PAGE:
Accessibility Standards for Higher Education: Our Development Strategy

Accessibility Standards for Higher Education: Our Development Strategy

Alaina GardnerApr 10, 2023

As the web and technology rapidly evolve, so does the need for digital inclusiveness. 4.9 percent of U.S. adults have a vision disability with blindness or serious difficulty seeing even when wearing glasses. (CDC, 2022) This reinforces the importance of a web built for all users, including those who use screen readers and other assistive technologies.

Recently we launched a large website for one of Cornell University’s research centers. Eva Havle-Williams of Nova Creative Lab brought us on to develop it after having designed it. These are the steps we took to ensure it supports the needs of all users, including those with disabilities.

1. Providing expertise and guidance

Idea Kraft was brought on after the design phase had neared completion. The client, Cornell Reproductive Sciences Center (CoRe) was still developing content, and details around essential features still needed to be worked out. We reviewed the project at this stage and provided initial recommendations.

CoRe’s focus as a leader in reproductive biology is to highlight the major contributions of their researchers and labs. This meant our focus on user experience for the research pages was crucial. We informed them of best practices early on, recommending a local navigation on those pages. We also reviewed the sitemap and other key sections and proposed solutions that would offer a better experience for all audiences.

2. Building a website that meets user needs

CoRe’s audiences include peer scientists and academics, prospective students and trainees, faculty, donors and clinicians interested in research collaboration. The primary call to action is for users to become participants—either as peers, students, faculty or donors. Keeping this at the forefront of our development strategy, we began building the foundation of the website in a secure test environment so that we could collaborate with Cornell on features that would best support the overall goals of their research lab, as well as maintain the high reputation of the university and brand as a whole.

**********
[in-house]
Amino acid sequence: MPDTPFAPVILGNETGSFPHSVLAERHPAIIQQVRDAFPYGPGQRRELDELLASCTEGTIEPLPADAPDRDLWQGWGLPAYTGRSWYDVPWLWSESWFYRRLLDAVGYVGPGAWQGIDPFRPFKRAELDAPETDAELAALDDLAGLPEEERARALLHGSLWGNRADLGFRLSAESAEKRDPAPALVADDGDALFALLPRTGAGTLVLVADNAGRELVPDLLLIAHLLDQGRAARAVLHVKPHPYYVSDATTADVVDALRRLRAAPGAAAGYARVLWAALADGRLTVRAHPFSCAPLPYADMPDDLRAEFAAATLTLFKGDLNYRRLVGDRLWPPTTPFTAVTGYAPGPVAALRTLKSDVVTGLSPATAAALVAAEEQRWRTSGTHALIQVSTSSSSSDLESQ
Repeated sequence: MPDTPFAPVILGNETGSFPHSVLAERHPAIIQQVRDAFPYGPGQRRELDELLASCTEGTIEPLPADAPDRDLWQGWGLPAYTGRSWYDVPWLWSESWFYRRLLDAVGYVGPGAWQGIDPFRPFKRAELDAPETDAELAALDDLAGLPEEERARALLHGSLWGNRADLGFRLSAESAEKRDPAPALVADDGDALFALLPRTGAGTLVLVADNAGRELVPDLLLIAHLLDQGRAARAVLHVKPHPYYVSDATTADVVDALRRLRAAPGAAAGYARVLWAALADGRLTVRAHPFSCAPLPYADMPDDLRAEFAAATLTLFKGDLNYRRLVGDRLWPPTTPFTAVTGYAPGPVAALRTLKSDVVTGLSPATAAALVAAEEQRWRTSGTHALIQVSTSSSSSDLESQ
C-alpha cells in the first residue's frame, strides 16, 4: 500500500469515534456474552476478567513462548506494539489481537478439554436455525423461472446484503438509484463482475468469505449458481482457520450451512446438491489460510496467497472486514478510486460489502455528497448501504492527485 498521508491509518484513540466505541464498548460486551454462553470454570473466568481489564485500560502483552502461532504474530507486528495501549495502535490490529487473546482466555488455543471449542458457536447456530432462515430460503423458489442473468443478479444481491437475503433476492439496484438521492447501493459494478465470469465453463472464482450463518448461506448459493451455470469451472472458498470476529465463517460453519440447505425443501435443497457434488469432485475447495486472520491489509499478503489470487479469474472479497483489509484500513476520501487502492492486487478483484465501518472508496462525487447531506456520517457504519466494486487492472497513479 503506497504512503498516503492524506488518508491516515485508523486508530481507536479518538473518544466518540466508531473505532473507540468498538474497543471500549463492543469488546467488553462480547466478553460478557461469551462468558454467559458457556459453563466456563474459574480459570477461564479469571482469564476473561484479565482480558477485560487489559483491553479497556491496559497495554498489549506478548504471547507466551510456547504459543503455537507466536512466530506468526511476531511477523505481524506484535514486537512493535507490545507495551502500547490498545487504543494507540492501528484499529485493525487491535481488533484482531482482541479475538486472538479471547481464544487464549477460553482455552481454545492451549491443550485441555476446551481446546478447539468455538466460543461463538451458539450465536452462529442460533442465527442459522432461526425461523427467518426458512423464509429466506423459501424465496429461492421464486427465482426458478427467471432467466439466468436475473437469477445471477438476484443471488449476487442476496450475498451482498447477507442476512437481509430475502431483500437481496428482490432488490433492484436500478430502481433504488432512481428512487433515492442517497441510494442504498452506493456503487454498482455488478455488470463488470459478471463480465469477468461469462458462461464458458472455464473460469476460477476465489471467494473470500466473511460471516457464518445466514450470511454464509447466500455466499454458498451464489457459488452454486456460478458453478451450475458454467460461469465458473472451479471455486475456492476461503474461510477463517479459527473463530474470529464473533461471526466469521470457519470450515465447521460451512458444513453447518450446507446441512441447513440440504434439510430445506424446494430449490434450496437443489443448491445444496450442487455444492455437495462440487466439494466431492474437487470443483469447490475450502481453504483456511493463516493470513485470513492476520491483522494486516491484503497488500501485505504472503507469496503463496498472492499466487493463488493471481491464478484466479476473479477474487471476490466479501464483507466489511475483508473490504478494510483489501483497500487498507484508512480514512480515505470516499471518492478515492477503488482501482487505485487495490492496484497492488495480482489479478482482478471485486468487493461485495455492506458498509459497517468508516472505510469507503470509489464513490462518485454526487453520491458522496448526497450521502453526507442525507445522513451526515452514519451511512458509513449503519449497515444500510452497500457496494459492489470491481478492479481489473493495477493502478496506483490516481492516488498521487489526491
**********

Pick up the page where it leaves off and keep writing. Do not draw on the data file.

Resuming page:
3. Testing for quality assurance (QA)

After developing any website, testing for quality assurance is paramount. We design with accessibility in mind from the start, and all of our websites are built to meet level AA Web Content Accessibility Guidelines (WCAG). Since this was a unique case in which we were contracted for development after design had been completed, it was even more important that we test for accessible design including visual contrast, keyboard navigation, button styles and chart descriptions. We follow industry standard best practices when testing.

4. Implementing secure solutions

Because we develop our websites in a secure testing environment (a password-protected, private and fully functioning website), our clients can access, interact with and review the full website before sign-off and launch. In this case, Cornell IT (CIT) accessibility experts also had the chance to run manual tests and provide feedback. A new requirement had actually come up since the start of the project, which was to provide autofill on form inputs. We worked within a shared spreadsheet to document the solutions our team implemented, making sure that complex areas of the site were still ideal for accessibility.

5. Training and hand-off

Once solutions have been implemented and the website is ideal for accessibility, our work doesn’t stop there. Great websites are always evolving and being updated to feature fresh content. Staff must add and update information, modify charts and post event images. When we train our clients to use the intuitive content management system (CMS), we include basic accessibility training. Some of the common items we go over are how to easily add proper alternative (ALT) text when uploading new images and how to use the proper elements. After the training, we create a custom, visual “how-to” document that clients find helpful to reference.

Accessibility standards extend beyond legal requirements and into standards for excellence. It is critical for higher educational institutions to be at the forefront of accessibility, demonstrating digital experiences that prioritize usability. Idea Kraft ensures websites are accessible and support the needs of all users, and are developed in a way that can be maintained while still ensuring these standards are met.

Interested in custom design and development for your academic website? Get in touch.

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